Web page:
I've had the idea in the back of my mind for a while now that we really need a few more colours in our Arietta lace-weight yarn. It's a gorgeous wool and silk blend that knits up beautifully, but with only seven colour options sometimes customers just don't find the right one for their project. I got a few spare moments in the dye studio to work on this project recently, and I thought it would be fun to share a bit about my process for colour development.
When I started thinking about these new colours a couple of months ago my first step was to collect some inspiration images. I had in mind a few specific colours I wanted to try: deep raspberry red, turquoise, and rusty orange, among others. I like to use photos as a jumping-off point, looking at the different tones and shades that could be incorporated into a skein of yarn. Pinterest can be a great tool for this kind of image research, and I created a board of images for myself which you can find here.
My next step was to prepare the yarn. I like to play with new colours on little mini-skeins because I feel more free to experiment when I'm not committed to a whole skein's worth of yarn!
I wound off nine small skeins, each of them weighing somewhere between 7 and 10 grams.
For my purposes at this experimental stage it wasn't important to me to know the exact measurement of each one before dyeing, but I did want to make sure I knew the average weight in order to calculate approximately how much dye stock to use. I usually work from a 1% dye stock solution, so for a 10 gram skein I knew I would want up to 30ml or so of dye for a very deep colour, but less than 5ml for lighter shades.
Good note-taking is very important for this type of experimentation, since the whole point is to be able to recreate the colours! I like to write out how much of each dye stock I plan to use for a skein before I start mixing, and then adjust my notes as I go if I make changes. That allows me to get most of the writing out of the way before my hands get too wet and messy.
I started off dyeing my samples in my shallowest hotel pans, trying to replicate the type of dyebath I would normally create for a batch of full skeins.
I found however, that this size of pan was still a bit too big - the large proportion of water in relation to the size of the skein meant that my dye colours migrated around the skein more that I intended, so I ended up with close to a solid colour and very little variation.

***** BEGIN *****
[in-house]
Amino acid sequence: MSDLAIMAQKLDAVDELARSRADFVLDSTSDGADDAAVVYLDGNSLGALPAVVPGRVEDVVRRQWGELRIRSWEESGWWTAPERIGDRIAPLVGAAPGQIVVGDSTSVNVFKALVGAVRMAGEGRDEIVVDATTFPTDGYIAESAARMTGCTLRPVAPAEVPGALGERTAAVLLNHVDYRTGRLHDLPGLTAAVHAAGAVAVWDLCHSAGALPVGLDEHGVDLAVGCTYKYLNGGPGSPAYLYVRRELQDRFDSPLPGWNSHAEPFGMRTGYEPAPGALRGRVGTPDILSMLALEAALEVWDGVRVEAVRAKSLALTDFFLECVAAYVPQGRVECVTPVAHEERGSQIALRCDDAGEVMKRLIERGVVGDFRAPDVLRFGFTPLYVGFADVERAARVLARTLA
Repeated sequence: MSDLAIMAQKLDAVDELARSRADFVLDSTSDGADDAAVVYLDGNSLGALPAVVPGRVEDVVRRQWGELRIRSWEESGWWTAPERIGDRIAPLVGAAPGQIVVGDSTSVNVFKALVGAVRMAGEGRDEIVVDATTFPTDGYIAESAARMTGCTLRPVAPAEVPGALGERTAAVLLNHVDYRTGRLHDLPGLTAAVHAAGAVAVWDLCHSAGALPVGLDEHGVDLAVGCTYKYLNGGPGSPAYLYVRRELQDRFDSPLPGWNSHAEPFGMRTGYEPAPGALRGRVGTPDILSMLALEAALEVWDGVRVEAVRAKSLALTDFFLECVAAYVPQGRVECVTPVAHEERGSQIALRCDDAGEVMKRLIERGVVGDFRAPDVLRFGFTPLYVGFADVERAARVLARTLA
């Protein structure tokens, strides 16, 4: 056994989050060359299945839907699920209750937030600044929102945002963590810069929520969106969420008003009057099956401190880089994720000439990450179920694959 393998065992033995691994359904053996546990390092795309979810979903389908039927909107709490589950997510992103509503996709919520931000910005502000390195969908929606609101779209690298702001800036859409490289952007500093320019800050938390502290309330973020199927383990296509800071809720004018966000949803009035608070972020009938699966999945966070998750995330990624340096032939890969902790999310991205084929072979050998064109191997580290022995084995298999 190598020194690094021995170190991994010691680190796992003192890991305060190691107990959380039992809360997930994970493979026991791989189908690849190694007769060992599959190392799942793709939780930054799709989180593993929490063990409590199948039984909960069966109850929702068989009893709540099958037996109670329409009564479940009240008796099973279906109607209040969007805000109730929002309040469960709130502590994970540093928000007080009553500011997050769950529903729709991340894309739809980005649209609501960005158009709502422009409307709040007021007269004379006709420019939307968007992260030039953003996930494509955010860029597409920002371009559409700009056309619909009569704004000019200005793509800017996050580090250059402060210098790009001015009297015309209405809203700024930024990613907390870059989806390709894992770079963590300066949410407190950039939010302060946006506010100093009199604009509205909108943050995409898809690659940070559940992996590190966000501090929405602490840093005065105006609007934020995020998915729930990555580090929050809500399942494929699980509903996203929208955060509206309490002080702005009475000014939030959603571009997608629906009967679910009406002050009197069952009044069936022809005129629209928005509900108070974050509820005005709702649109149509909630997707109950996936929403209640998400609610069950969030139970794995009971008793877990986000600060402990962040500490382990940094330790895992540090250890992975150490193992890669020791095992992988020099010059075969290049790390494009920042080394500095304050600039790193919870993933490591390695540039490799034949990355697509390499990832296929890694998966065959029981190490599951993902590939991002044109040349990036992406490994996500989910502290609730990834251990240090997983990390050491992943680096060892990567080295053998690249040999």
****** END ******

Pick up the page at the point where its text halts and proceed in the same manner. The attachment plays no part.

I also found that some of the colours (particularly this orange) didn't exhaust as well, leaving more dye in the water than I normally like. So, I switched to a smaller pot for subsequent skeins.
I could only do one skein at a time in this little pot, but it allowed me to get the colour variation I was looking for, so it was worth it to work a bit more slowly.
With this yarn I was aiming for semi-solids, so for each skein I used three different colour mixes. I put each mix into a squeeze bottle and randomly applied them around the skein. The hard part is to be patient and not stir too much!
After dyeing each skein I put them aside to cool before rinsing and hanging them to dry, which required a bit more patience. It's always necessary to wait until the yarn is fully dry to really see the final colour, since it will normally appear a shade or two darker when it's wet.
And here are the final dry test skeins. Now we're in the process of deciding which of these colours to take to the next step of the development process and dye on a full skein. I'm quite pleased with how the turquoise and the deep red turned out, so will be starting with those. If you have a favourite that you'd like to see added to this yarn line please leave a comment and let me know!
Summer is a time when I gravitate towards certain types of projects: lace (not too hot and bulky), socks (small and portable), shawls (don’t have to worry about fit), and crochet (fast).
Hitting three out of four of my vacation-project favourites, this seems like the perfect time of year to review one of Interweave’s latest compilation books: Classic Crochet Shawls. This book includes 20 shawl patterns from the Interweave archives, so some may look familiar as they’ve all been previously published in either books or magazines.
Russian grafting is a method of joining live knitting stitches and is used as an alternative to Kitchener stitch in our Argyle Christmas Stocking pattern. It is a good choice here because the stripes on the toe would not align exactly if you grafted using Kitchener stitch, so the decorative Russian grafting is used instead.
This particular method of Russian grafting uses a crochet hook to join the stitches. Use a crochet hook that is the same size or slightly smaller than your knitting needles. Russian grafting can also be used to join two separate pieces of knitting.